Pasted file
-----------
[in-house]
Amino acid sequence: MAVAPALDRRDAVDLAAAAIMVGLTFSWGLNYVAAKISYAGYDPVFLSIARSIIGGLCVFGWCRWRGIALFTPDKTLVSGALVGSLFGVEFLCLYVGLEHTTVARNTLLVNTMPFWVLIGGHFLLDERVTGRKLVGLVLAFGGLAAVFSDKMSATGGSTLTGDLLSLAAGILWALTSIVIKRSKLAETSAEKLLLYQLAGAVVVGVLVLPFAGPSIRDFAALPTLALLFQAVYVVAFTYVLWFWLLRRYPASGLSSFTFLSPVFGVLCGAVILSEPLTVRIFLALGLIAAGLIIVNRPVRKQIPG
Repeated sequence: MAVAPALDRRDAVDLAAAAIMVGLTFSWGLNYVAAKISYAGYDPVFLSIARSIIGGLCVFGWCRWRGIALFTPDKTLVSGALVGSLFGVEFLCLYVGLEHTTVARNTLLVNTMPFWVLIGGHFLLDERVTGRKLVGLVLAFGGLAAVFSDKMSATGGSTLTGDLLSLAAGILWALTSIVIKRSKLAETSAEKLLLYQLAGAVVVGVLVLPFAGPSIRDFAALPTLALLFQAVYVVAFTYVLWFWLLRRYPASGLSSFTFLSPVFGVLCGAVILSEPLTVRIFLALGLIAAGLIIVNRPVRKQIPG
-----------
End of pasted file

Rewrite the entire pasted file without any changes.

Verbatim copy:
[in-house]
Amino acid sequence: MAVAPALDRRDAVDLAAAAIMVGLTFSWGLNYVAAKISYAGYDPVFLSIARSIIGGLCVFGWCRWRGIALFTPDKTLVSGALVGSLFGVEFLCLYVGLEHTTVARNTLLVNTMPFWVLIGGHFLLDERVTGRKLVGLVLAFGGLAAVFSDKMSATGGSTLTGDLLSLAAGILWALTSIVIKRSKLAETSAEKLLLYQLAGAVVVGVLVLPFAGPSIRDFAALPTLALLFQAVYVVAFTYVLWFWLLRRYPASGLSSFTFLSPVFGVLCGAVILSEPLTVRIFLALGLIAAGLIIVNRPVRKQIPG
Repeated sequence: MAVAPALDRRDAVDLAAAAIMVGLTFSWGLNYVAAKISYAGYDPVFLSIARSIIGGLCVFGWCRWRGIALFTPDKTLVSGALVGSLFGVEFLCLYVGLEHTTVARNTLLVNTMPFWVLIGGHFLLDERVTGRKLVGLVLAFGGLAAVFSDKMSATGGSTLTGDLLSLAAGILWALTSIVIKRSKLAETSAEKLLLYQLAGAVVVGVLVLPFAGPSIRDFAALPTLALLFQAVYVVAFTYVLWFWLLRRYPASGLSSFTFLSPVFGVLCGAVILSEPLTVRIFLALGLIAAGLIIVNRPVRKQIPG